Creating a PDR System

Web Development
27th March 2019 Creating a PDR System

I have a new task to complete at work, and it's turned out to be more fun/interesting than I thought it would after it was initially suggested. Created a Personal Development Review (PDR) section for our company Intranet.

Having already built a task support system as a standalone addon, the initial requirement was to get the PDR process back online instead of having it paper-based. The old PDR process used to be on our Intranet but it was awful and would need a lot of manual work to set it up every year thanks to how it was built into Drupal, which I don't really like as a CMS. With our PDR's moving to be every 3 months (or every month for people in certain positions), making the old system live again filled me with dread. Thankfully, it was agreed that I could build it into my task support system that I built from scratch, since that uses LDAP to log in and technically completing a PDR is a task - just instead of creating a support ticket, you create a new PDR process that your head of department can then complete with you.

The process will follow that a user has to start their own PDR. This gives them the chance to write their own comments into the relevant sections, if they have any, for their manager to then view before the actual PDR meeting where they will then add their own comments and discuss anything that was written by the user initially.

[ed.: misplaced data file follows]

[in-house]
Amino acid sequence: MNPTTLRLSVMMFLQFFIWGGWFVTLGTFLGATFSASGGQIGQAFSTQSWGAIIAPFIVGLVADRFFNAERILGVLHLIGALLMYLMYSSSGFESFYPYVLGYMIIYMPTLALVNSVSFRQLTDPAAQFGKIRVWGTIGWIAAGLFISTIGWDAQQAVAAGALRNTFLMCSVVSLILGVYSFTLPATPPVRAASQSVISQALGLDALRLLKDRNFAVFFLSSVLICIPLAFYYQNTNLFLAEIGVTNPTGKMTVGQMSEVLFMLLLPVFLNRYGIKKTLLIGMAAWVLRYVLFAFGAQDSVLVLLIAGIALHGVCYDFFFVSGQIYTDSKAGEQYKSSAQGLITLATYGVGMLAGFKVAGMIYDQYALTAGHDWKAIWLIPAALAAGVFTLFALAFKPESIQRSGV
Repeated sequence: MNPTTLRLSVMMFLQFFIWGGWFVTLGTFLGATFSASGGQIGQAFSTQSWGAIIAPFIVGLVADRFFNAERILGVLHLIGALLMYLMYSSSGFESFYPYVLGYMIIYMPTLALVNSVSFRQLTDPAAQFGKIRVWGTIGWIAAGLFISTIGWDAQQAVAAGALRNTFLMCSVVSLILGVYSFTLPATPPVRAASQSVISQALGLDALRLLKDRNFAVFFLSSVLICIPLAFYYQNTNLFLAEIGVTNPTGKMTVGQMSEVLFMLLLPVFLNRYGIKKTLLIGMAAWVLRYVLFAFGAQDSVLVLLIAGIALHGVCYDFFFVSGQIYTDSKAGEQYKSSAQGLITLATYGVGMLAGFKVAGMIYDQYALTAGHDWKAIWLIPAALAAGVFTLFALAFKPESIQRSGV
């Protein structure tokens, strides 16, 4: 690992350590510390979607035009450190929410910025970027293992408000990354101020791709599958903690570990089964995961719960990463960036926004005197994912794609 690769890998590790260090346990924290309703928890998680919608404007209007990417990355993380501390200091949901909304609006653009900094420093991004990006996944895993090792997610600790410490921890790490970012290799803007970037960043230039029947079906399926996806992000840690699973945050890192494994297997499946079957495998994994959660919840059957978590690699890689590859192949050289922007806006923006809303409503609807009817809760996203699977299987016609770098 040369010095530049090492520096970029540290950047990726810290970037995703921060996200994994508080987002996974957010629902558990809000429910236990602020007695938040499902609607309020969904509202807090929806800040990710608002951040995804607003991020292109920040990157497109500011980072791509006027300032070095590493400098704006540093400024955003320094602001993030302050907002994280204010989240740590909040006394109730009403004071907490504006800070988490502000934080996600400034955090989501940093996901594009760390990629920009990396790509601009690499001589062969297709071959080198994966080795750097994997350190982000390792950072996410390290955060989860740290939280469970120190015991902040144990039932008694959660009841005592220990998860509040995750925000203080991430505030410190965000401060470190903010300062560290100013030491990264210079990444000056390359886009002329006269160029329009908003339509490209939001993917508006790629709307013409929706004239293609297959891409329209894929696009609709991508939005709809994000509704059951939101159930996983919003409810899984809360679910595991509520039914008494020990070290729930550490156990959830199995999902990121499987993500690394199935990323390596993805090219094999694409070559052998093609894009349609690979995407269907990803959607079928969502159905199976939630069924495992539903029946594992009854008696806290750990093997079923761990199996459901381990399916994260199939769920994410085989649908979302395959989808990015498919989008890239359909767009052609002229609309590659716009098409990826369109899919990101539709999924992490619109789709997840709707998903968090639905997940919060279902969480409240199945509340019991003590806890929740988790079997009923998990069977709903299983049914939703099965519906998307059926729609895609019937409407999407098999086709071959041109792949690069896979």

Example of how a user views or starts their PDR

The benefits of creating this PDR system online:

  1. Encourage users to use the ticket support system, since they'll have reason to log into it and use the system. Users are notoriously bad at submitting a ticket and instead preferring to just email one person in a department that manages one of the ticket support systems lists (IT, Facilities, Marketing).
  2. Users have a chance to submit any problems/queries before their PDR and can easily check their previous ones for reference.
  3. Managers can view any potential problems/areas of concern from their members of staff before the PDR meeting takes place.
  4. HR and the Managing Partner can have better visibility of PDR's and can check that they are actually being completed.

The head of a department needs to be able to close off a PDR upon completion, ticking a box to confirm that they have completed and discussed everything on the PDR form with the relevant member of staff. This will then disable all the inputs so that no further comments can be added, to prevent situations like staff saying they raised a concern on their PDR when in fact they added this after the actual meeting. The head of a department also needs to be able to view all users from their team so that they have a list of open PDR's along with a history of ones that they have marked as completed for everyone that they manage.

HR and the Managing Partner will have their own section where they can view the history of everyone in the company.

There's a lot of processes to build in that will make the PDR process better than its current paper form. It's hard work, but it's been rather interesting so far. There's some way to go with building it, but hopefully, there'll be a lot to learn along the way with some new ideas/techniques to talk about on here.